Do School Counselors Have LGBTQ Competence?

Acceptance of lesbian, gay bisexual, transgender, and queer (LGBTQ) individuals has grown over the past decade. However, LGBTQ people still face many challenges. For LGBTQ high school students, those challenges are even more magnified. When sexual minority students face problems with discrimination, violence, bullying, and aggression, they often turn to their school counselors for help. These clinicians are trained to address a diverse set of psychological and psychosocial problems that exist among adolescents, such as substance abuse, anxiety, depression, and stress. But attending to the specific fears and needs of LGBTQ young people requires a unique approach and one that may not be fully developed in existing school staff members.

LGBTQ youths are at increased risk for mental health problems that include suicidal ideation, sexual risk taking, victimization, low self-esteem, and identity issues, among others. They also are more likely to face alienation from peers and family members and miss more school than their heterosexual peers due to fear of harassment. All of these combined conditions result in poor academic achievement, fewer employment opportunities, and increased risk for homelessness. Mark P. Bidell of the Department of Educational Foundations and Counseling Programs at Hunger College recently led a study comparing the LGBTQ competency of community counselors with that of school counselors to determine whether students were being helped adequately.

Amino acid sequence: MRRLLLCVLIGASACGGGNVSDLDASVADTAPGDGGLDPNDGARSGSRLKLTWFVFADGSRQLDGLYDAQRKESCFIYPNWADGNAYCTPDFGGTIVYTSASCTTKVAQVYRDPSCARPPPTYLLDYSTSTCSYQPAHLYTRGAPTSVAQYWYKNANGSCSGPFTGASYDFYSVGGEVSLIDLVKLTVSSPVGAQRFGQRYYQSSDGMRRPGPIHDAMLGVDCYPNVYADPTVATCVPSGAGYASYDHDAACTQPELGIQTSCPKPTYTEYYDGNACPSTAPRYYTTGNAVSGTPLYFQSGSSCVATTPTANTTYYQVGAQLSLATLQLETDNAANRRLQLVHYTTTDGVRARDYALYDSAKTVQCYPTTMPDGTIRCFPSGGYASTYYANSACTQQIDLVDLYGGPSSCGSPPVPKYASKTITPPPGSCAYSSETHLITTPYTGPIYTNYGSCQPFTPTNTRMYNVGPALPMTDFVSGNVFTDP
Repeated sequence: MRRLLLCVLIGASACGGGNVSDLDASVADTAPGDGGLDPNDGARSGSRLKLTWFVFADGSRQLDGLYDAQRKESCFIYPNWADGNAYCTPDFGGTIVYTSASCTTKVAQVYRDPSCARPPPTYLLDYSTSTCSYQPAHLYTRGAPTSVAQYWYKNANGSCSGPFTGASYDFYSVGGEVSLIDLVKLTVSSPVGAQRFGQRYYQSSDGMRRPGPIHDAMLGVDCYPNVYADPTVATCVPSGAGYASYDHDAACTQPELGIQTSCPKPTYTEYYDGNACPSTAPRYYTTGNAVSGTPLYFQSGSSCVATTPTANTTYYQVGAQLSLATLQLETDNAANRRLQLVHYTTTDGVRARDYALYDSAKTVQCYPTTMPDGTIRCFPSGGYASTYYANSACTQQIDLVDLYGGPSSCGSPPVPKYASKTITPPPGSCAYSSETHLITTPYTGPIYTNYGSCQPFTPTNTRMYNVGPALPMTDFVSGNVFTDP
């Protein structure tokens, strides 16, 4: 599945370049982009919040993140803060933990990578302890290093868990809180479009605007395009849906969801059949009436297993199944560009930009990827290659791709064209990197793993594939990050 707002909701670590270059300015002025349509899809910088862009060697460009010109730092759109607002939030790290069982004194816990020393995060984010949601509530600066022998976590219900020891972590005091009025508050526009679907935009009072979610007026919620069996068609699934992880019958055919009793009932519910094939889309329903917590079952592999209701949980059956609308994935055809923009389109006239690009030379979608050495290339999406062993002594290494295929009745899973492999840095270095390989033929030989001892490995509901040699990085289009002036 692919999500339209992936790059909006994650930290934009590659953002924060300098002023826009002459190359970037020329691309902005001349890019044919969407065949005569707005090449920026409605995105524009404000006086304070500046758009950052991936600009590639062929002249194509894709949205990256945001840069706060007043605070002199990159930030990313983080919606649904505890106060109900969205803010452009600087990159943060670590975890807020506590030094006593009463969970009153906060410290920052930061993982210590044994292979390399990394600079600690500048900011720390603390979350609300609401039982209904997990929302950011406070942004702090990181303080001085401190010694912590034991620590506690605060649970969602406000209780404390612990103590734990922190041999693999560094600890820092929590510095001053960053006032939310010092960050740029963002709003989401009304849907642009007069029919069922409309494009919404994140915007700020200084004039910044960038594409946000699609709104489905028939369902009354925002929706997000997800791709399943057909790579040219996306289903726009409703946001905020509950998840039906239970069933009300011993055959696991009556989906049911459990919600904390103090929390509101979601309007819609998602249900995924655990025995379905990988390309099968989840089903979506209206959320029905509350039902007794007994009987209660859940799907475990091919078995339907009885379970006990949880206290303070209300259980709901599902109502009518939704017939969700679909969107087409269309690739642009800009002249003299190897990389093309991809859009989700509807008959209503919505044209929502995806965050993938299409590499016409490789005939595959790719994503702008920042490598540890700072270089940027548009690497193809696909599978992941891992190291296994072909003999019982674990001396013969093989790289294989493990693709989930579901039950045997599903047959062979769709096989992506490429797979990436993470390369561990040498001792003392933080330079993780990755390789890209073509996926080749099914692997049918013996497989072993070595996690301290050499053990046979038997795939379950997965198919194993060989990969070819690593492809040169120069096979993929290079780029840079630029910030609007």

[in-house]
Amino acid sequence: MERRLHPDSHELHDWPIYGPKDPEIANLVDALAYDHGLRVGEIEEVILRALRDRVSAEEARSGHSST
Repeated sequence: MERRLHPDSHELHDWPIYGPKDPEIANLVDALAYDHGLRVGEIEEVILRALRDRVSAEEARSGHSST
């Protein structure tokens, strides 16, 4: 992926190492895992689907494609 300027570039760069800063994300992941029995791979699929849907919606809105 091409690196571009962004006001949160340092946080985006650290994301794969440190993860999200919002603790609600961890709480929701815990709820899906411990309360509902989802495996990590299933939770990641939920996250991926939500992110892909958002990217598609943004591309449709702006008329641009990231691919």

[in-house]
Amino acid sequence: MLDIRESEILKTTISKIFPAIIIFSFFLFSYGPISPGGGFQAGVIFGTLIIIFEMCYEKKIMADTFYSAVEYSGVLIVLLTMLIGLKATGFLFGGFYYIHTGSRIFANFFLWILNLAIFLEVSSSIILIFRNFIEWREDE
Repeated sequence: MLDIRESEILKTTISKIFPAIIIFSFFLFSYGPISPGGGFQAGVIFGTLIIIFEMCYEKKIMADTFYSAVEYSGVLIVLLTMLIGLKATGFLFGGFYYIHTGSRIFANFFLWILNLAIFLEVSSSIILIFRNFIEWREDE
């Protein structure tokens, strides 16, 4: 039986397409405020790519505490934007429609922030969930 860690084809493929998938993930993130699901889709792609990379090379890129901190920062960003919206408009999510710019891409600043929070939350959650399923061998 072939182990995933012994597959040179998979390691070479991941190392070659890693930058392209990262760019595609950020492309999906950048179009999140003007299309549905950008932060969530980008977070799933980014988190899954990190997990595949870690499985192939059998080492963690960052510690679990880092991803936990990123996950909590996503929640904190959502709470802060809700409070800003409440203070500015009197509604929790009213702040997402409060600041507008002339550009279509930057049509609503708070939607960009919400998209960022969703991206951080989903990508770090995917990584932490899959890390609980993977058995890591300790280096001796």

Bidell evaluated 75 school counselors and 89 community counselors, 10% of whom were LGBTQ, and found that based on self-reports, the school counselors had much lower levels of LGBTQ and multicultural competency than the community counselors. To date there is no specific tool to measure this type of proficiency, but Bidell believes that the reports in his study warrant further exploration in this area. He said, “Designing multicultural and LGBTQ counselor education and training specifically tailored to professional school counselors represents an important area for the counseling profession.” In order to best serve the needs of these vulnerable youths, school counselors must possess knowledge pertaining to social, personal, and cultural issues and develop the skills to effectively advocate for and counsel to these students.

Bidell, M. P. (2012). Examining school counseling students’ multicultural and sexual orientation competencies through a cross-specialization comparison. Journal of Consulting and Development, 90.2, 200-207.